Nonetheless, in the same time period, former military and intelligence officials told me, the White House promulgated a highly classified Presidential “finding” authorizing the C.I.A. to provide money and other support covertly to political candidates in certain countries who, in the Administration’s view, were seeking to spread democracy. “The finding was general,” a recently retired high-level C.I.A. official told me. “But there’s no doubt that Baghdad was a stop on the way. The process is under the control of the C.I.A. and the Defense Department.”

I think the irony of providing covert CIA support to candidates in elections who "were seeking to spread democracy" is lost on the Bush administration. (via Robotwisdom)

Music factory

This beautiful Shockwave music maker has been making the rounds. The BBC also has a more traditional Shockwave songwriting game.

Prophet of the possible

Sustainability guru, William McDonough, does a Q&A on growth and development in China. (via Robotwisdom)
Clearly, the nurturing instinct is soft-wired. We’re hard-wired hunter-gatherers; we’re programmed nurturers. The next opportunity is to run that out. Einstein said, “No problem can be solved by the same consciousness that created it.” If we look at the consciousness involved in the first industrial revolution, it was “take fossil fuels and burn them,” with the only design principle being that if brute force doesn’t work, you’re not using enough of it. That’s pure opportunism, hunter-gathering.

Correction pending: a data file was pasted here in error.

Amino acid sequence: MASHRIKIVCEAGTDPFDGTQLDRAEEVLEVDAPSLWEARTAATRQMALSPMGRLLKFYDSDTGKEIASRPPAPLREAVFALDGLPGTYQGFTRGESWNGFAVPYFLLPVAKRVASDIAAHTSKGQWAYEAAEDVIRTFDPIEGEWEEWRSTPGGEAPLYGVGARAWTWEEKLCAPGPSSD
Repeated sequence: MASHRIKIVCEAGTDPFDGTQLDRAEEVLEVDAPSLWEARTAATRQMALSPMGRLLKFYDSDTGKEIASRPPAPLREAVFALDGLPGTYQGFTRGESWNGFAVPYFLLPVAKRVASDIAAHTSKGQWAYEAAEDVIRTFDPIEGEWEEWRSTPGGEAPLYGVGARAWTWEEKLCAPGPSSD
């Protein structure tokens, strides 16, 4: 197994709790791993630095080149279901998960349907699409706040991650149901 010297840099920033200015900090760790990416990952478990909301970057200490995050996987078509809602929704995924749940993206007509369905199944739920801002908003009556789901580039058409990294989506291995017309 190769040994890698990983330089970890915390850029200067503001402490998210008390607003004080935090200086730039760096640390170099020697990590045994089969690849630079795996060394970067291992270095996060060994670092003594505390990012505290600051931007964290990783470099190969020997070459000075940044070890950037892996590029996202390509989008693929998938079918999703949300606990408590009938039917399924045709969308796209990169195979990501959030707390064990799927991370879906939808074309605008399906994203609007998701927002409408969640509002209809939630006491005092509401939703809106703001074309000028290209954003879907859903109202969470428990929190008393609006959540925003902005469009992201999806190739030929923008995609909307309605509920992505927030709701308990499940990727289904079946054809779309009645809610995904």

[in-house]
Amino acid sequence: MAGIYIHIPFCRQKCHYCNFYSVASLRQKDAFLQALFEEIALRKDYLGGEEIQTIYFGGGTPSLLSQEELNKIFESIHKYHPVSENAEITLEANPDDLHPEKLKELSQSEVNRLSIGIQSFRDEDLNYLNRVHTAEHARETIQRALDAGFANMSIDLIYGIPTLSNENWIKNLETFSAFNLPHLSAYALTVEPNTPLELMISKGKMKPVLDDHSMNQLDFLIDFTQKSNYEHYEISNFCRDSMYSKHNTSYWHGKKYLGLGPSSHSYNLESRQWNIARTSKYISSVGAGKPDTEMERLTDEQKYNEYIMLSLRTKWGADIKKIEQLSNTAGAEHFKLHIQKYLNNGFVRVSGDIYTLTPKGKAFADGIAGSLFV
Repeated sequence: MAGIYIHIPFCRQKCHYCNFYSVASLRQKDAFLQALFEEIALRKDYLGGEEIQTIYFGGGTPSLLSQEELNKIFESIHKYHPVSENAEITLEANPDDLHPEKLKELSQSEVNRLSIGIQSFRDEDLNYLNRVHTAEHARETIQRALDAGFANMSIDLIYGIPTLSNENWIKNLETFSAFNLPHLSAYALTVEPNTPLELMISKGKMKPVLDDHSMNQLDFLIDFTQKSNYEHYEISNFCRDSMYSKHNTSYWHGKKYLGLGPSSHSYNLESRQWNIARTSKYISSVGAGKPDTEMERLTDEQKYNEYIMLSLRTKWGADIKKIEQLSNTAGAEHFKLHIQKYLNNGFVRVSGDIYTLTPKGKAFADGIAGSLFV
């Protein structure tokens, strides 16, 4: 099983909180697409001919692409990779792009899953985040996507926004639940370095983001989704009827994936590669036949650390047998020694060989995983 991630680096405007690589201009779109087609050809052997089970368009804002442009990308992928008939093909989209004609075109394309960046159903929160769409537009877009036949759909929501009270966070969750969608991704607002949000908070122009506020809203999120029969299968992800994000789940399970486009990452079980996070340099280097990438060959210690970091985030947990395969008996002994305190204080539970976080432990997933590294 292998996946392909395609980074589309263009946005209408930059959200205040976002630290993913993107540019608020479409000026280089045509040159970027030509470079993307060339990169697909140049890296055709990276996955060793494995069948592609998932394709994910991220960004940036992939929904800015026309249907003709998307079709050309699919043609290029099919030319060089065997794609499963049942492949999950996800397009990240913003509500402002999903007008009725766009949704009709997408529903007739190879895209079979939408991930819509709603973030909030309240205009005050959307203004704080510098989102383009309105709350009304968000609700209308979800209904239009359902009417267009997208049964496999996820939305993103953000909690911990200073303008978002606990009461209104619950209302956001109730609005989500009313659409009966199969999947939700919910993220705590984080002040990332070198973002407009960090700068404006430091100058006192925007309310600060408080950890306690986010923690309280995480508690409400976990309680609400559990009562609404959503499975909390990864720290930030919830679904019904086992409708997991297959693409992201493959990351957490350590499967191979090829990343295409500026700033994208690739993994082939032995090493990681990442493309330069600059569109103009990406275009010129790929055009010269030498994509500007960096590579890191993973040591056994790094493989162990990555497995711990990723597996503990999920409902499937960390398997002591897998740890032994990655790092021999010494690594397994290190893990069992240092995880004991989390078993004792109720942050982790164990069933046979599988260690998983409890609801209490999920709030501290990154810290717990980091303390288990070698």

That’s playing itself out in China. We’re getting a huge quantity of haves against a huge quantity of have-nots. Everybody on the planet understands that’s not a tenable long-term relationship. The next consciousness we need is to merge opportunism with the nurturing instinct of ecological and social systems. What we want is a social market economy that honors both. What’s been missing is ecology, which is the famous triad of sustainable development: economy, equity, ecology. That’s what we’re bringing to our work.


The NY Times mag has a profile on George Lakoff. (via Robotwisdom)